Data Shows How Much Altruism Is Practiced by Americans of All Religious Affiliation

One of the hymns that always sticks me with was written by Catholic priest Peter Scholtes, entitled “They’ll Know We are Christians By Our Love.” This song was almost always accompanied by the pastor exhorting us to not just speak the love of Christ, but also show the love of Christ in how we serve those around us.

I’m no theologian, but I do know that Protestant Christians believe that salvation comes by the grace of God alone, but that if the love of Christ dwells within believers, then they must bear “good fruit.”

James succinctly states it: “Faith without works is dead.”

So, we should expect evangelical Christians to show their faith to those around them as a means of evangelism. Social science has a term for this concept as well, it’s called altruism. The term has a variety of meanings, but the one that is the most relevant to this discussion comes from psychologists who believe it is “acting out of concern for another’s well-being.”

It’s engaging in activity that will benefit others more than it benefits oneself. I think everyone agree that the world will be a lot better place if we all acted altruistically just a little bit more.

Fortunately, now we have some hard data about just how much altruism is practiced by Americans. The General Social Survey asked respondents about acting in selfless ways in a number of scenarios both in 2012 and 2014. Here are the eleven situations that were asked about on the GSS: gave blood, gave food or money to a homeless person, returned money after getting too much change, allowed a stranger to go ahead of you in line, volunteered for a nonprofit, gave money to a charity, offered a seat to a stranger, looked after plants/pets for others while they are away, carried a stranger’s belongings, gave directions to a stranger, and let someone borrow an item of value.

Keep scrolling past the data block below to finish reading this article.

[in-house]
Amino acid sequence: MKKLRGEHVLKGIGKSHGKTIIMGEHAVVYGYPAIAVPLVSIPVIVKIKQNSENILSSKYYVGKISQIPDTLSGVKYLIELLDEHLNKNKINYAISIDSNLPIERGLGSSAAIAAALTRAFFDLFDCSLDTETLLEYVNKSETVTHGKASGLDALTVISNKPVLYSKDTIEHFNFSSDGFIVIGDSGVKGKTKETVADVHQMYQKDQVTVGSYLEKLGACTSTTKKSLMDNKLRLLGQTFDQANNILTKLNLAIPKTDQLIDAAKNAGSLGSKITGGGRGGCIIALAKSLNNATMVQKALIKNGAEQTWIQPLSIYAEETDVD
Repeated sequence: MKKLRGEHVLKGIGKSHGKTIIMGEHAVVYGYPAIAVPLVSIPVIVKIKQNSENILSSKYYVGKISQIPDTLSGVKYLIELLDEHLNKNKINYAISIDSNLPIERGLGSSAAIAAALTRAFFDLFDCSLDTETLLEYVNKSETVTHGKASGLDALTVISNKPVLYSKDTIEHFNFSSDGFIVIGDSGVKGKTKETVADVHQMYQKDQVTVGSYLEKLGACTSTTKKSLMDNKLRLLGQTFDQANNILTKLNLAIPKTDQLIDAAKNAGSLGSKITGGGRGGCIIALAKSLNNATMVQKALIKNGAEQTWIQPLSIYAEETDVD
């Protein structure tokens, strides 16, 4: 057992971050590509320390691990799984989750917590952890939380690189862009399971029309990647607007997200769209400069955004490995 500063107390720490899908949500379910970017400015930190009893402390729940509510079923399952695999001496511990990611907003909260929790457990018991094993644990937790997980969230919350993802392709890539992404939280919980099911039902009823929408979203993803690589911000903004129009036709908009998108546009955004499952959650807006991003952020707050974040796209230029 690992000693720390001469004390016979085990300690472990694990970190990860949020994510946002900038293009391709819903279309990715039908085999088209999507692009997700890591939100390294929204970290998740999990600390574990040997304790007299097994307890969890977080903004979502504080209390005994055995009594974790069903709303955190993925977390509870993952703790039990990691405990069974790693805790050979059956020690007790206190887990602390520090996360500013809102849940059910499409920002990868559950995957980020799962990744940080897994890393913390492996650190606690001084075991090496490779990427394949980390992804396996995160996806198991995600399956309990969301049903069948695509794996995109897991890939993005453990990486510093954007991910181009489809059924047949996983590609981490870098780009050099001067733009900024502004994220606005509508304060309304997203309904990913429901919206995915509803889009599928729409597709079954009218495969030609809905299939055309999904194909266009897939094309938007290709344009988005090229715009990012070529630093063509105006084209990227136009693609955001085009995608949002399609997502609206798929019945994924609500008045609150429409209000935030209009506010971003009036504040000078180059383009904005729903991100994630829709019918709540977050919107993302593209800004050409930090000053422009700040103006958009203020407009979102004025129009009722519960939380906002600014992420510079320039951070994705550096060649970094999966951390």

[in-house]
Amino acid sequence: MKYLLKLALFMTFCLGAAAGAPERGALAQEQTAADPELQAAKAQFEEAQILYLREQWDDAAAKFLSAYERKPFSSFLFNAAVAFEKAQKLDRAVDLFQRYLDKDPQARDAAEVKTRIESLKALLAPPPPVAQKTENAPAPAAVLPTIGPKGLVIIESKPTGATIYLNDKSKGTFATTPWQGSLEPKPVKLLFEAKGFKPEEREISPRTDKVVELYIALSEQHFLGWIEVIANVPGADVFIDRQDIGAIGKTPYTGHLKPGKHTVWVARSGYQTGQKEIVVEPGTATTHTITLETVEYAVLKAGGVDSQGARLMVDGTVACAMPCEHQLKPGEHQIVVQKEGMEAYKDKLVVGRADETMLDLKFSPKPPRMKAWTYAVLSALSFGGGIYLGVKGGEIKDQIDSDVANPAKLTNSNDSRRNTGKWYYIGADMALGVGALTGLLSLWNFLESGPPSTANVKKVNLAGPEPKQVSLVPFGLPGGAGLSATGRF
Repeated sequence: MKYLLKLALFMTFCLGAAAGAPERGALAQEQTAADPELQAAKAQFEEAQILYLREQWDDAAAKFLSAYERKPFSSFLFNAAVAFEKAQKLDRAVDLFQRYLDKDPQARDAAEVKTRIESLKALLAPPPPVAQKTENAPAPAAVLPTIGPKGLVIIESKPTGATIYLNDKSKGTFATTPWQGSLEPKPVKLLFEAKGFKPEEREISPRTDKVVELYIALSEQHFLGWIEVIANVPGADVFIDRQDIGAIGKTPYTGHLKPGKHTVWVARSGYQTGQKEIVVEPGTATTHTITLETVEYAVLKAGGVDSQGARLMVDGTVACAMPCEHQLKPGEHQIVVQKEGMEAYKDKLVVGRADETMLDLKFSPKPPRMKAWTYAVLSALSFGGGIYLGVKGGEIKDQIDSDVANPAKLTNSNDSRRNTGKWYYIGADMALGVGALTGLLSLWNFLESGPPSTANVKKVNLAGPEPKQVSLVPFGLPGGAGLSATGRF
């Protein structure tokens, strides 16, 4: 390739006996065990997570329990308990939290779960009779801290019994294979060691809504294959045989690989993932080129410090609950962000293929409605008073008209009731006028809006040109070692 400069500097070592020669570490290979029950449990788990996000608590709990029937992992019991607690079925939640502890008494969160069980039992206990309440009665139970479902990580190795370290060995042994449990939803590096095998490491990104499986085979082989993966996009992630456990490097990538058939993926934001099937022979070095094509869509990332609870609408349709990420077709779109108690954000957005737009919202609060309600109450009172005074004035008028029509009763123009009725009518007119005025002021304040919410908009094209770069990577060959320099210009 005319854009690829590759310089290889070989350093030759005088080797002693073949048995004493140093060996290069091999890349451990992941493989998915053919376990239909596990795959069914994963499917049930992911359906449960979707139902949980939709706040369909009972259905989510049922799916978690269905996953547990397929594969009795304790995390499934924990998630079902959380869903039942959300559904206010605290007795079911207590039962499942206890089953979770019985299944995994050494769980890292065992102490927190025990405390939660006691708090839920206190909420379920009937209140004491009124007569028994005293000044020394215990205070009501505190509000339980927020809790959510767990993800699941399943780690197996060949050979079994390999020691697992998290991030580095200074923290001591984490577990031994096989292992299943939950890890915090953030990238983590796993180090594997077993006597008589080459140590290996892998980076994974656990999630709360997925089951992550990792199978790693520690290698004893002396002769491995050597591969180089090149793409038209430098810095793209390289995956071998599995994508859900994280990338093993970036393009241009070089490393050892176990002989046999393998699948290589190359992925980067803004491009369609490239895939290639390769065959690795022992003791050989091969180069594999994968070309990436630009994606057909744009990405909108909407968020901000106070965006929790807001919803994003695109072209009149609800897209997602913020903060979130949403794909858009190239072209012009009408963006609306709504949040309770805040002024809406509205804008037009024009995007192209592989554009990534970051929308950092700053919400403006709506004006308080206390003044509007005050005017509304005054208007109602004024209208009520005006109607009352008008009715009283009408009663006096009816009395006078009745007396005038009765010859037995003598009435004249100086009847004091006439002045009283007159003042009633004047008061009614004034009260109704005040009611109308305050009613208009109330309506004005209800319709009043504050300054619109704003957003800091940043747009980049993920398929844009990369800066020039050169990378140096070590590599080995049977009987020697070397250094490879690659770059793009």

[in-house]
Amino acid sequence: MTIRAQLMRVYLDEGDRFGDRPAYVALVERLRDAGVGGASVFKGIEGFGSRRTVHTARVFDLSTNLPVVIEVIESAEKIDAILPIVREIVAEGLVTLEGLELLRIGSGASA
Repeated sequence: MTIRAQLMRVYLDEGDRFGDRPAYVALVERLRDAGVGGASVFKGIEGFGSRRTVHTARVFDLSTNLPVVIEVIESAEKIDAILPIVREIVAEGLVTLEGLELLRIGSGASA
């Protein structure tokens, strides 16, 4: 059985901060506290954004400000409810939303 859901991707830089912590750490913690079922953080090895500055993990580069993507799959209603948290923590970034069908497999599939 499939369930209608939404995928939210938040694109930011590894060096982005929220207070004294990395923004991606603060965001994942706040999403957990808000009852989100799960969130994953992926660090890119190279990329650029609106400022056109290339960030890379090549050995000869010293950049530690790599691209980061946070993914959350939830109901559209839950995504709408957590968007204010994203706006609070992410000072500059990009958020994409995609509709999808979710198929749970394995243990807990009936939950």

Some of these actions are obviously more costly than other ones, but they all speak to a sense of genuine kindness and care for other people, which is something we should expect to see from Christians. So, how often do various religious traditions engage in each of these acts? The figure below tells an interesting story.

Note that there is not a lot of variation between the religious traditions. For instance, almost every group has allowed someone to cut in line in the last 12 months. The activity that was least likely to occur was donating blood, while the most likely was giving directions to strangers.

It may be helpful to look at places where evangelicals seem to do better than average. For instance, evangelicals are more likely to give money to charity than those who have no religious faith, but that seems like a somewhat unfair comparison because the offering plate is passed every week, while the nones have to take some initiative to make a donation.

This same is true for volunteering for a nonprofit. A significant departure also appears on the issue of giving extra money back to a cashier, where evangelicals are ten percent more likely to do so than religious nones.

There are other instances in which the nones are more likely to engage in altruism than evangelicals, though. For instance, nones are more likely to give up their seat to a stranger, as well as giving directions to someone. Taken together, it doesn’t look like people of faith significantly differentiate themselves from those who claim no religious affiliation.

To further test this, I compiled an altruism scale by adding up all 11 items and scaling them from 0 (meaning engaging in zero altruistic activities) and 100 (engaging in each of these activities multiple times a week).

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Source: Christianity Today